PeterNoSaint's Avatar Jump to comment 10 by PeterNoSaint

Richard Dawkin' s attack on David Cameron about religion in UK schools is fair enough in itself.

But I don't recall Richard protesting so vociferously when the previous Labour government were in power. As I recall, Labour endorsed faith schools in pretty much the same way as the present coalition. (Have we so quickly forgotten that 'Faith Foundation' Tony Blair was a religious nut?)

This seems a tad unfair on David Cameron when the last government were just as bad on this issue. Why make such a fuss now Richard?

Mon, 12 Dec 2011 17:18:54 UTC | #898281

Go to: UPDATED: Muslim medical students boycotting lectures on evolution... because it 'clashes with the Koran'

PeterNoSaint's Avatar Jump to comment 71 by PeterNoSaint

As a student at a UK college (a while ago) I had to take a compulsory humanities module called 'Political Economy', even though I was an engineering degree student.

The 'Political Economy' module actually turned out to be, and should have been more accurately called, a 'Marxist Indoctrination' module. When I expressed my disgust at this and wished to skip the module, I was threatened with being failed for my engineering degree for lack of attendance.

I don't know if the same would happen today. But if I was forced to sit through hours of Marxist bollocks, then so can a few Muslim medical students listen to the far, far more sensible theory of evolution, and should be threatened with failing their degree if they don't. Or are we so politically correct and afraid of Muslims that we daren't? Perhaps British colleges are still so 'leftie-friendly' that it doesn't occur to them that their politically correct contortions expose their own bigotry.

Mon, 28 Nov 2011 18:35:33 UTC | #893938

Go to: Richard Dawkins attacks Muslim schools for stuffing children's minds with 'alien rubbish'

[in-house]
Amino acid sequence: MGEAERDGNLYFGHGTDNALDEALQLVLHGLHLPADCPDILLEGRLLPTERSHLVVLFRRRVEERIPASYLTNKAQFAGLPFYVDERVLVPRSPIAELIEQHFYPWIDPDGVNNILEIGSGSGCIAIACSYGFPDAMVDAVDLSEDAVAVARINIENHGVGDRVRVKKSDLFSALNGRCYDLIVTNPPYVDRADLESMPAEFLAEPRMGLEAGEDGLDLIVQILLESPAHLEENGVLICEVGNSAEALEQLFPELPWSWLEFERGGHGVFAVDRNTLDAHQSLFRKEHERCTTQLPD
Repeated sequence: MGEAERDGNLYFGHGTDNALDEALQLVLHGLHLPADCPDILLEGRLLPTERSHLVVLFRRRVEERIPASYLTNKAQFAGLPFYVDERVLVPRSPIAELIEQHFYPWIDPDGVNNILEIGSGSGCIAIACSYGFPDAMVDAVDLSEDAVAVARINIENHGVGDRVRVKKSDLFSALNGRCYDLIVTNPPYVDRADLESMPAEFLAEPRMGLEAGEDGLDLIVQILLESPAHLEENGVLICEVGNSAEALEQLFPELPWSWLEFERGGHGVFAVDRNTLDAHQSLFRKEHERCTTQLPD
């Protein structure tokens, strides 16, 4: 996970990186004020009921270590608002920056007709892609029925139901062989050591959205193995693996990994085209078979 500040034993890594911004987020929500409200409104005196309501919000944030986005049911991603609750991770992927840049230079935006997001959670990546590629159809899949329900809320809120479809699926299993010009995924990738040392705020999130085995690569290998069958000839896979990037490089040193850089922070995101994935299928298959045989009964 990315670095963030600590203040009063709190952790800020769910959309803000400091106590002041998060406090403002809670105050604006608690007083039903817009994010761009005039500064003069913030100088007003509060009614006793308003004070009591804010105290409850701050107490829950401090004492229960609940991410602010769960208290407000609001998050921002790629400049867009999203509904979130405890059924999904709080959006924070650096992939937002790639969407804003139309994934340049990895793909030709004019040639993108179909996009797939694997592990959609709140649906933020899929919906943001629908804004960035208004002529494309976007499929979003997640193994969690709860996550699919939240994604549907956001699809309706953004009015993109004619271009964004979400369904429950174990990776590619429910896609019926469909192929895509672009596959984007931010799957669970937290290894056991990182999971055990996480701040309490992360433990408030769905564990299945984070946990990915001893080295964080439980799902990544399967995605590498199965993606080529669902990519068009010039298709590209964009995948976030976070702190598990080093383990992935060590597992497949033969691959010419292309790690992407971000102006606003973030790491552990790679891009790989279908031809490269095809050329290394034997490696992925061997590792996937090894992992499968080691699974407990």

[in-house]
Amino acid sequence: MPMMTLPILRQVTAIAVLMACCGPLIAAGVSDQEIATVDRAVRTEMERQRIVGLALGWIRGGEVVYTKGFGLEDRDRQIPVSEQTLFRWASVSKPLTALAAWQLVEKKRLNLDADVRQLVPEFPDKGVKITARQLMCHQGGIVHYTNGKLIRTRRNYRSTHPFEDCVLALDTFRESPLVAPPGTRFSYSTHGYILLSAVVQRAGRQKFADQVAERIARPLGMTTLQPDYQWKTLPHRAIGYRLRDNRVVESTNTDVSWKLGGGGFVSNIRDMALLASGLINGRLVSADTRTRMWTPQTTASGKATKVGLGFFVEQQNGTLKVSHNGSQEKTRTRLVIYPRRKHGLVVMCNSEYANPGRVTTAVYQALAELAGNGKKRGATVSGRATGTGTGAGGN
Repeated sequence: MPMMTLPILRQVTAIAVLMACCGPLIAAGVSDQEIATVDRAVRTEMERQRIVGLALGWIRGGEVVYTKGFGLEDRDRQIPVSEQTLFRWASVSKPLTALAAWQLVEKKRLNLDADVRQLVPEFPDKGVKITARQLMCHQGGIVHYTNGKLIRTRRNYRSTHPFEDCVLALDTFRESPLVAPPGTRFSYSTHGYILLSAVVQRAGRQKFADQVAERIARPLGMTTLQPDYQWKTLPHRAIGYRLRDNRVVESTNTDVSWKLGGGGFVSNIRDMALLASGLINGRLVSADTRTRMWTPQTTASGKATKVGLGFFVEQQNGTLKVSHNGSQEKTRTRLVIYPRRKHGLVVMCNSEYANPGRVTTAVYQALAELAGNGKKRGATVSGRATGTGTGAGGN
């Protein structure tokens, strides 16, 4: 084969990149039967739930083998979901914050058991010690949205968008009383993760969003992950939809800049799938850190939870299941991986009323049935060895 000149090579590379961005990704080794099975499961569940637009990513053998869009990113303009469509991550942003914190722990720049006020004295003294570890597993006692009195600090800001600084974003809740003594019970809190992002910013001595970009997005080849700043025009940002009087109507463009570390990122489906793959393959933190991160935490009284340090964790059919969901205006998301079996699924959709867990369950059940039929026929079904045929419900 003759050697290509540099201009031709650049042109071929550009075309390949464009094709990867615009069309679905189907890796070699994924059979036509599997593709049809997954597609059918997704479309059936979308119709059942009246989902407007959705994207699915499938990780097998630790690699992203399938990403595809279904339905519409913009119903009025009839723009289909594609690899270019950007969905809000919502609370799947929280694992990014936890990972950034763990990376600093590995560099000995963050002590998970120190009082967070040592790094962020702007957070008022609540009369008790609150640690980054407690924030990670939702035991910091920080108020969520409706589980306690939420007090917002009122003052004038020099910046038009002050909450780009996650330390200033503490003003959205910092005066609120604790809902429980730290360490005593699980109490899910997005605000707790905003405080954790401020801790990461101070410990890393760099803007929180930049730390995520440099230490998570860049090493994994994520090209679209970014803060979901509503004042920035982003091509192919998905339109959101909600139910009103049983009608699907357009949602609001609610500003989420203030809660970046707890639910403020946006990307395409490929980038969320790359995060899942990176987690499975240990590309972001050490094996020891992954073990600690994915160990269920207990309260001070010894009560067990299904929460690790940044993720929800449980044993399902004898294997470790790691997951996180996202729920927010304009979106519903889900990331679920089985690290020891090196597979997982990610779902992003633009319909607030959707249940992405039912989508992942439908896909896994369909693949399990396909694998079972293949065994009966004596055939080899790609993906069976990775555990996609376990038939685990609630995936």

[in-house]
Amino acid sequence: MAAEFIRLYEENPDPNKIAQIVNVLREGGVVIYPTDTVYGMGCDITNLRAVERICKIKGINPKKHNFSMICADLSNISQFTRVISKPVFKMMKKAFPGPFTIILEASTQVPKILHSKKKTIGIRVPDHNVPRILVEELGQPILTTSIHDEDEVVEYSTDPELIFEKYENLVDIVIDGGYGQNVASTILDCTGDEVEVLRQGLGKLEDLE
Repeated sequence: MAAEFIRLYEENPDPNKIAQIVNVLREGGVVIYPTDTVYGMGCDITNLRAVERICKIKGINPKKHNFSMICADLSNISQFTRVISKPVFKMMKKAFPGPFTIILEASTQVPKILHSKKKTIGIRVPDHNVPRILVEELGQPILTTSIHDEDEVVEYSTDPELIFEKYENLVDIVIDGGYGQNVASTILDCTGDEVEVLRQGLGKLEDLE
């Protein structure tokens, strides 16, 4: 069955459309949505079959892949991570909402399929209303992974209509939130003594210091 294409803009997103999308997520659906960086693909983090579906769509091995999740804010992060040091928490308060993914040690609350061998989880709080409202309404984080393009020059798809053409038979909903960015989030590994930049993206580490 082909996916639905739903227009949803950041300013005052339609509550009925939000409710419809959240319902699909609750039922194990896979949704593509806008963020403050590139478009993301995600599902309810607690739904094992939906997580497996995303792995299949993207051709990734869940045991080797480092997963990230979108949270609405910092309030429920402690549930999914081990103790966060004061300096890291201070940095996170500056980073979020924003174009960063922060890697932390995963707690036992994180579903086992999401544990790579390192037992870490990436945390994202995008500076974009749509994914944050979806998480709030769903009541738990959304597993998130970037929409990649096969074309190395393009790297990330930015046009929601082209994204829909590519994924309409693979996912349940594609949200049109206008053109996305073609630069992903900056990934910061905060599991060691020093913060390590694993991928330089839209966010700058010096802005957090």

PeterNoSaint's Avatar Jump to comment 54 by PeterNoSaint

As a Briton, I see the fight against religious fundamentalism as part of the question of what we want the future identity and character of the UK to be. A similar question probably applies to all Western nations.

For the long term, I really worry about the resurgence of fundamentalist religious beliefs in British society, and which are fostered by (some) faith schools. I for one have no confidence in government assurances that creationism will not be taught as science in British schools. How exactly are they going to stop it happening, especially in communities that see creationism as part of their 'holy' identity? From accounts of what is going on in some schools, it is indeed already happening.

It seems to me that the backing of faith schools by both the present coalition and previous Labour administration, is misguided in the extreme. There should be no government funding of any faith based schooling whatsoever.

Richard Dawkins is doing an invaluable public service in raising people's awareness of non-scientific nonsense, and the dangers of religious fundamentalism. But I don't think it's enough. Those of us who broadly agree with Richard need to organize ourselves better to gain far more political clout.

Sun, 09 Oct 2011 14:00:03 UTC | #879158